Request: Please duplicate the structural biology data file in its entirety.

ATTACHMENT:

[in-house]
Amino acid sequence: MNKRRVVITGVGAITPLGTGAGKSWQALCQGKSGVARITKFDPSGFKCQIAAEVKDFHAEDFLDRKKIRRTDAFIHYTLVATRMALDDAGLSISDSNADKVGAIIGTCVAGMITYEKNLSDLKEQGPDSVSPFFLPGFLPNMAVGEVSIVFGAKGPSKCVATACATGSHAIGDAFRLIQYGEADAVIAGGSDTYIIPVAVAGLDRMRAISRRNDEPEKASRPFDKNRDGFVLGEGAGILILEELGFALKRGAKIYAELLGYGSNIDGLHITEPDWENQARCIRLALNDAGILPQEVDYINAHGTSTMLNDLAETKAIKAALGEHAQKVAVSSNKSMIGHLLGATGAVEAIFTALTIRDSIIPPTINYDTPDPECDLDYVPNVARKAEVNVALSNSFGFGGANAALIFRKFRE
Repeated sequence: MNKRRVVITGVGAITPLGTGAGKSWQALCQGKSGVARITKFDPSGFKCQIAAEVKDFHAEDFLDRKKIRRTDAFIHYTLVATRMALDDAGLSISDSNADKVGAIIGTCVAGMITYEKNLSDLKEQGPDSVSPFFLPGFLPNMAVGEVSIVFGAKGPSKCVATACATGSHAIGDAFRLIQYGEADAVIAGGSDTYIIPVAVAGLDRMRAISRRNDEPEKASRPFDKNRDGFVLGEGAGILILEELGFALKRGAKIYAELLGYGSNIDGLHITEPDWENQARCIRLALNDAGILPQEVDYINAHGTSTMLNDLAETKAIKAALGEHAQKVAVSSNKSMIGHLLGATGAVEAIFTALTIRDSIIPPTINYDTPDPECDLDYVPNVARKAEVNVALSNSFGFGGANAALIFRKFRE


[in-house]
Amino acid sequence: MNKRRVVITGVGAITPLGTGAGKSWQALCQGKSGVARITKFDPSGFKCQIAAEVKDFHAEDFLDRKKIRRTDAFIHYTLVATRMALDDAGLSISDSNADKVGAIIGTCVAGMITYEKNLSDLKEQGPDSVSPFFLPGFLPNMAVGEVSIVFGAKGPSKCVATACATGSHAIGDAFRLIQYGEADAVIAGGSDTYIIPVAVAGLDRMRAISRRNDEPEKASRPFDKNRDGFVLGEGAGILILEELGFALKRGAKIYAELLGYGSNIDGLHITEPDWENQARCIRLALNDAGILPQEVDYINAHGTSTMLNDLAETKAIKAALGEHAQKVAVSSNKSMIGHLLGATGAVEAIFTALTIRDSIIPPTINYDTPDPECDLDYVPNVARKAEVNVALSNSFGFGGANAALIFRKFRE
Repeated sequence: MNKRRVVITGVGAITPLGTGAGKSWQALCQGKSGVARITKFDPSGFKCQIAAEVKDFHAEDFLDRKKIRRTDAFIHYTLVATRMALDDAGLSISDSNADKVGAIIGTCVAGMITYEKNLSDLKEQGPDSVSPFFLPGFLPNMAVGEVSIVFGAKGPSKCVATACATGSHAIGDAFRLIQYGEADAVIAGGSDTYIIPVAVAGLDRMRAISRRNDEPEKASRPFDKNRDGFVLGEGAGILILEELGFALKRGAKIYAELLGYGSNIDGLHITEPDWENQARCIRLALNDAGILPQEVDYINAHGTSTMLNDLAETKAIKAALGEHAQKVAVSSNKSMIGHLLGATGAVEAIFTALTIRDSIIPPTINYDTPDPECDLDYVPNVARKAEVNVALSNSFGFGGANAALIFRKFRE